BASED on the changes in the demographic age profile, our nation is extrapolated to become an ageing nation in 2030 with 15% of our population in the age category of 60 years old and above.
The scenario of an ageing society is associated with senior citizens most likely to suffer from many diseases such as dementia and stroke, and degenerative disorders with their attendant disabilities.
Consequently, an ageing society requires a specific health and social care system to meet the challenges of diseases associated with old age, dependency as well as rehabilitation and nursing care.
We have to plan now because an ageing society requires a holistic approach to develop and upgrade our expertise in geriatric medicine and healthcare, primary care to cater for rehabilitation needs and long-term management of old-age related diseases as well as infrastructure and facilities for home and institutional care.
The Government has undertaken proactive steps to prepare for the country’s imminent transition into an ageing society. And the latest initiatives, the proposed Physical Guidelines For The Elderly and the Aged Healthcare Act, are expected to enhance the quality of life for senior citizens, “Making life easier for seniors” (Sunday Star, July 9).
The guidelines would provide the framework for establishing the design of buildings and provision of living facilities for the specific needs of old-age living, while the new act would define the mandatory standard operating procedures (SOP) for health and nursing care services for senior citizens.
The report also highlighted that these two new initiatives would be the catalyst for growth of retirement villages for senior citizens. This is a normal reaction as the market responds to a business opportunity.
It is projected that the ageing society will spawn a cluster of products and services, including specialised nursing and geriatric care, to meet the needs of senior citizens.
Unfortunately, the retirement villages would only cater for those senior citizens who can afford to pay. According to Bank Negara’s projection, it is estimated that only 40% of our population are financially ready for retirement. However, the 60% who have no purchasing power should not be deprived of nursing homes, healthcare and caregiver services.
This group of senior citizens comprising the poor, disadvantaged and marginalised people will have to depend on government institutions and non-profit shelters or nursing homes managed by NGOs to meet their needs. Unfortunately, government institutions have limited capacity while the majority of the homes run by NGOs face financial constraints as they depend on donations and funding from charitable organisations.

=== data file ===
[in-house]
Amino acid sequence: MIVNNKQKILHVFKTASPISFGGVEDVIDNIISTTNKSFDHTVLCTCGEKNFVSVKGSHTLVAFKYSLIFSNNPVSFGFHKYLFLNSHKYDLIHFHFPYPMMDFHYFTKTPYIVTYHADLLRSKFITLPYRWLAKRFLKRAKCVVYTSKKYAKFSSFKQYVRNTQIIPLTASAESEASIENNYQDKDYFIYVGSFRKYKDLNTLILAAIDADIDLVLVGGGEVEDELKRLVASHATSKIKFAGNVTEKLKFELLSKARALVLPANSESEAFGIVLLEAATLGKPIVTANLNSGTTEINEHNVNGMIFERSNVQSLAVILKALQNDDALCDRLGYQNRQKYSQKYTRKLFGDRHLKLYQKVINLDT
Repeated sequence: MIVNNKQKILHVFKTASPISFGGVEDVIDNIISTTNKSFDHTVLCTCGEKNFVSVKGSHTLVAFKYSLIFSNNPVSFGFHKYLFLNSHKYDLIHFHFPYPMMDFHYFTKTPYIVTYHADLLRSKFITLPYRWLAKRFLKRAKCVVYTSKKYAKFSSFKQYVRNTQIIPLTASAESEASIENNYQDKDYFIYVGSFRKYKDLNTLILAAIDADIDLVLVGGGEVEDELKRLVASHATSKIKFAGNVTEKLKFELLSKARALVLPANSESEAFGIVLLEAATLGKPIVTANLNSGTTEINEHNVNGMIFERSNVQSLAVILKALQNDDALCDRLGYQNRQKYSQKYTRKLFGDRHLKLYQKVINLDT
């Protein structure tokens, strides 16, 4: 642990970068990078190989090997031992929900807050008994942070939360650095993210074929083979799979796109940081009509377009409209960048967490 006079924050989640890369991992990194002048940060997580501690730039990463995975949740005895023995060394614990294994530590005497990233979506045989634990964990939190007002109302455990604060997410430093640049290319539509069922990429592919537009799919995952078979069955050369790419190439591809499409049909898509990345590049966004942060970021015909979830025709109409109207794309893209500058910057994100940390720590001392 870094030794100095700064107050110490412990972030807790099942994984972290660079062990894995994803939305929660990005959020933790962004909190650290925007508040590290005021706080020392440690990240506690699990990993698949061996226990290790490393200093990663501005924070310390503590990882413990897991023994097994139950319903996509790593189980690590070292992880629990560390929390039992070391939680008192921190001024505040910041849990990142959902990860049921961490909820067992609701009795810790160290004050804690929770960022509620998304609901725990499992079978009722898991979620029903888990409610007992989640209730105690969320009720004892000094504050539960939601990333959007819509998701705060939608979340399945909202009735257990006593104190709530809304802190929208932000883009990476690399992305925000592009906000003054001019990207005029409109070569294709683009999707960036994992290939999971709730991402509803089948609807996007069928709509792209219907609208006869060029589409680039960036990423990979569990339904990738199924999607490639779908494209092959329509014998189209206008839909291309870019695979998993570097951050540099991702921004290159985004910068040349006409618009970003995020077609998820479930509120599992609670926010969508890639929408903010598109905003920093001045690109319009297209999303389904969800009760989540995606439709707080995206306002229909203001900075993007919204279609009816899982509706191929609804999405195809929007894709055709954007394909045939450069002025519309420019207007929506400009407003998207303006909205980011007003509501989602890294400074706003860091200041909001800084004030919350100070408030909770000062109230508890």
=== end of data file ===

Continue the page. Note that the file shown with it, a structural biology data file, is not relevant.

The twilight years of these senior citizens are supposed to be their golden years but the outlook for this 60% looks very bleak. Those who are lucky can depend on family members and relatives to take care of them, but the majority may face a future of uncertainty and hopelessness.
It is imperative that the authorities who are responsible for the health and welfare of senior citizens undertake proactive action to plan for their future. There is a need to review and upgrade the current capacity in terms of trained manpower in geriatric medicine and primary healthcare, medical and rehabilitation facilities as well as an innovative approach in building infrastructure for home and institutional care. This is to ensure that needy senior citizens will have access to an old-age-friendly environment with trained manpower, facilities and long-term healthcare and nursing services as well as palliative care.
Abraham Lincoln once said: “In the end, it is not the years in your life that count. It is the life in your years.” So let us build a wonderful life for them by creating an environment that allows them to have a dignified and peaceful end-of-life experience with no worries and little pain at the end of their golden years.
DATUK WEE BENG EE
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